Thursday, October 2, 2008
Close to Nowhere
God turned my head!
Coming home from work last Monday I met a girl who, in a strange way, has changed my outlook on the “Good Samaritan.”
Keisha isn’t actually a “girl” — she’s probably about my daughter’s age, mid-to-late 30s.
For a brief 15 minutes or so, all my maternal instincts were in full bloom and the mother hen in me is still worrying about her.
Back to Monday evening though — I’d just turned off Hwy. 7 onto Hwy. 310. There was an SUV just a bit up the road, with the aforementioned “girl” sitting by the back tire. I looked at her, thought, “good for her, she managed to change the tire by herself,” and drove on past.
That’s when God turned my head and made me glance into the rear-view mirror.
The “girl” who I had assumed successfully changed her own tire, was waving frantically. Her face looked like she was screaming and she was very distressed.
I immediately made a U-turn and came to a quick stop behind her SUV. I couldn’t tell exactly what was wrong, but it was very obvious something was terribly not right.
It took a second for the obvious to set in. Keisha was sitting by her car after having successfully changed her tire. Except, when removing the two jacks she’d put on the car, as she was afraid of one of the jacks, the second jack slipped off and the newly changed tire landed smack on Keisha’s fingers, with the tire iron mashed between her fingers and the tire.
Keisha was crying and screaming for me to get the car off her fingers.
Brilliant me, I was going to push the car backwards all by myself. Keisha, even with her hand stuck under the car and in terrible pain, was smarter than I — she said “crank it up and drive it off!”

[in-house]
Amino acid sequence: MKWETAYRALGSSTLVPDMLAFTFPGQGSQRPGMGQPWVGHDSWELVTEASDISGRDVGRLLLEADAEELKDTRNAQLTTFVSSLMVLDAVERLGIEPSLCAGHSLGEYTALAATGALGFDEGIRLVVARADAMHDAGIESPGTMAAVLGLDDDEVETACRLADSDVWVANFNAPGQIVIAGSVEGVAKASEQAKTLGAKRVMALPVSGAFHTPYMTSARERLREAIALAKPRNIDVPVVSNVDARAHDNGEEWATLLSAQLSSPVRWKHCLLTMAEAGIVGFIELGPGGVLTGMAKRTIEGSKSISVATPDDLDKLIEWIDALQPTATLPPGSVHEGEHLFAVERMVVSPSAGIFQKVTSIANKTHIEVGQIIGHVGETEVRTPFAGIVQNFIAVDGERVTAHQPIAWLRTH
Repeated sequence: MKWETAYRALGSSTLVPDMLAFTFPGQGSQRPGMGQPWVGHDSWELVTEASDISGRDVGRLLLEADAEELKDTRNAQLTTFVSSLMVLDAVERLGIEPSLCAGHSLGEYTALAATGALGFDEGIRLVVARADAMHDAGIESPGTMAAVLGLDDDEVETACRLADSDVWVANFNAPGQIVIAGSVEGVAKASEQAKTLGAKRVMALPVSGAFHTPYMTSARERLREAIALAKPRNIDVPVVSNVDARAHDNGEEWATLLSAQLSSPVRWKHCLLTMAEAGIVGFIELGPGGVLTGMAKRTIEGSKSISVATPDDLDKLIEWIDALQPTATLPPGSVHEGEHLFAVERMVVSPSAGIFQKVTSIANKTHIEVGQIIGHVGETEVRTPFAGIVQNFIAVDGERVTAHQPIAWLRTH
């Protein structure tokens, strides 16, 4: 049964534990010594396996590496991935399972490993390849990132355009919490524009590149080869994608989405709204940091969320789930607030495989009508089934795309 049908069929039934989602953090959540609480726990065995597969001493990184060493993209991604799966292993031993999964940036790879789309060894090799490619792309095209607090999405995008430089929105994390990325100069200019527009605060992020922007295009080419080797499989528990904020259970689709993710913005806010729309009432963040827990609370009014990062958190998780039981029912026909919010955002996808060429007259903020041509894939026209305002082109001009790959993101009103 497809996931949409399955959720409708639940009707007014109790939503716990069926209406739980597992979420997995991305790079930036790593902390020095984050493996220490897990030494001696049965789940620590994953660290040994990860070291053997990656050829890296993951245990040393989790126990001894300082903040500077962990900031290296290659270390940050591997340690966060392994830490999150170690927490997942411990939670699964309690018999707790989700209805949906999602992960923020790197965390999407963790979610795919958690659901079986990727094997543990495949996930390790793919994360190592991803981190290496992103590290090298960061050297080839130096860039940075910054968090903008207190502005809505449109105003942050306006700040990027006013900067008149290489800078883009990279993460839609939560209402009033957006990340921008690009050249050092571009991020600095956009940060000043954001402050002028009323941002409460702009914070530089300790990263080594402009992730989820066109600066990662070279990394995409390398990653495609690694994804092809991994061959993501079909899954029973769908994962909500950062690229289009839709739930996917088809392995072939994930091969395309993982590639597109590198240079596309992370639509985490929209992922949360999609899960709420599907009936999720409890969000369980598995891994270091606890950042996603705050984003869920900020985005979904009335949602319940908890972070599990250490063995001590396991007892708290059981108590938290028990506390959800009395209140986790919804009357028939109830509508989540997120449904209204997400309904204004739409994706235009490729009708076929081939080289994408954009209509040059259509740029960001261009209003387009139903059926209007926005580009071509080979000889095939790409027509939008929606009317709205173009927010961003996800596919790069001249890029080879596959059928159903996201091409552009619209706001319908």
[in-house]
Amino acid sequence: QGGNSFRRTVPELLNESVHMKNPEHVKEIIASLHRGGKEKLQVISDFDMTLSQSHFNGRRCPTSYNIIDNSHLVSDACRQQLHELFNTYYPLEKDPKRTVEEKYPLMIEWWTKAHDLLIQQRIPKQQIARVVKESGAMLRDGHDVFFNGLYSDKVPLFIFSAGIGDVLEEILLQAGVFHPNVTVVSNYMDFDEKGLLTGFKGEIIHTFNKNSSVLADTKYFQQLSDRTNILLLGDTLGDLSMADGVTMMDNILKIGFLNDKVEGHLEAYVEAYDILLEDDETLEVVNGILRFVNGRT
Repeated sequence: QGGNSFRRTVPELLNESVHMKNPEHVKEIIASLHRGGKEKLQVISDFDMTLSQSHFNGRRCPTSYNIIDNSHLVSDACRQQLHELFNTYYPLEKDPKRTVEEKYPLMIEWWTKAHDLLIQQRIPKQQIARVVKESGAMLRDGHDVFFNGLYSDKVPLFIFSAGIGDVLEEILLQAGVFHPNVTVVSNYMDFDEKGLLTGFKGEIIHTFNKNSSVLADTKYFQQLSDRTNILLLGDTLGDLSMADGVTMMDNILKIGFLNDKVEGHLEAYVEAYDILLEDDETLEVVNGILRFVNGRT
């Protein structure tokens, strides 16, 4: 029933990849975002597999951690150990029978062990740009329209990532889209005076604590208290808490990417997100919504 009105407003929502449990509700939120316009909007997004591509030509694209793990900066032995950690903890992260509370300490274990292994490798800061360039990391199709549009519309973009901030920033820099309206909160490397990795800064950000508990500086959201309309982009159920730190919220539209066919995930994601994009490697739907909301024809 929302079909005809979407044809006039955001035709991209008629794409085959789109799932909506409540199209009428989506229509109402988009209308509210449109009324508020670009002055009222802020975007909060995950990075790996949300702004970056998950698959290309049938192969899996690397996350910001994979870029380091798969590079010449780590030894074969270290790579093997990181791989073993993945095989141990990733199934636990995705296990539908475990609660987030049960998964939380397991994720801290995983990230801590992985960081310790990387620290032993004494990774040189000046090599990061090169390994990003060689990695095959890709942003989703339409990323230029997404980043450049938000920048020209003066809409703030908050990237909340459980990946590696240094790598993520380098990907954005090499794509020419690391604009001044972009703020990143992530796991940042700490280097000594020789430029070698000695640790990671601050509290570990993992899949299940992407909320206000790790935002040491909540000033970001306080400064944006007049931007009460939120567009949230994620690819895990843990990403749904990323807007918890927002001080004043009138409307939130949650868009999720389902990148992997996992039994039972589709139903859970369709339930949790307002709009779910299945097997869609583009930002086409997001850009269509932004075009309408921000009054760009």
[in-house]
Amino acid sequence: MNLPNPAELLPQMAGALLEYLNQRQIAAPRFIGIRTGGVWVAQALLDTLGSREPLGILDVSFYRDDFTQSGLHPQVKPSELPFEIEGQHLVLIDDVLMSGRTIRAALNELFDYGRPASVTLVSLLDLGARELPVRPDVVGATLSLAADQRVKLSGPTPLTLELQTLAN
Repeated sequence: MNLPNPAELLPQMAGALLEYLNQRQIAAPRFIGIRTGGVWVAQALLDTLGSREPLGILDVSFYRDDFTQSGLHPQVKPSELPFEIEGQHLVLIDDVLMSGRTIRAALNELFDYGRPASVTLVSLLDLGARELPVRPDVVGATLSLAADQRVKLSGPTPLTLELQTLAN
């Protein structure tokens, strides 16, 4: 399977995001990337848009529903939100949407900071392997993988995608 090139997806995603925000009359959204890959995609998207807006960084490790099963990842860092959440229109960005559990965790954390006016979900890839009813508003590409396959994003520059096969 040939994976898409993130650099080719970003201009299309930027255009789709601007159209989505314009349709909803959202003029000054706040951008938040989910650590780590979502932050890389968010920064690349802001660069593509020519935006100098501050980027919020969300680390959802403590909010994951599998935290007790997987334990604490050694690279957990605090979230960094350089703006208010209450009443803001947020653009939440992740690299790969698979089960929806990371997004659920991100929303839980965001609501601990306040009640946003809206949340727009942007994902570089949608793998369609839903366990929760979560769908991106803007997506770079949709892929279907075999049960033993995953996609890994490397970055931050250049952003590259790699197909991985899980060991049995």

That was one of the hardest things I’ve ever done. I think I was crying as hard as Keisha and saying, “It’s going to hurt, it’s going to hurt, it’s going to hurt.”
After the three-second drive off Keisha’s fingers — which seemed like at least an hour — I jumped back out of her car and went back to her.
She was kneeling and trying to get up and really sobbing. I knelt beside her and hugged her, telling her it was all right now.
Another motorist stopped about then — a man who was on his way to his mother’s house. His mother had had a mini-stroke and they’d called him to come. But the sight of two women crying by the side of the road was enough to make him delay long enough to stop and help gather up the tire jacks, etc.
Keisha told me that she’d been sitting there over 10 minutes and I was the first passerby to stop.
I usually pass by stopped cars — all I can offer is my cell phone. Keisha’s cell phone was on her bumper and she couldn’t reach it.
I’ll never “pass by” again!
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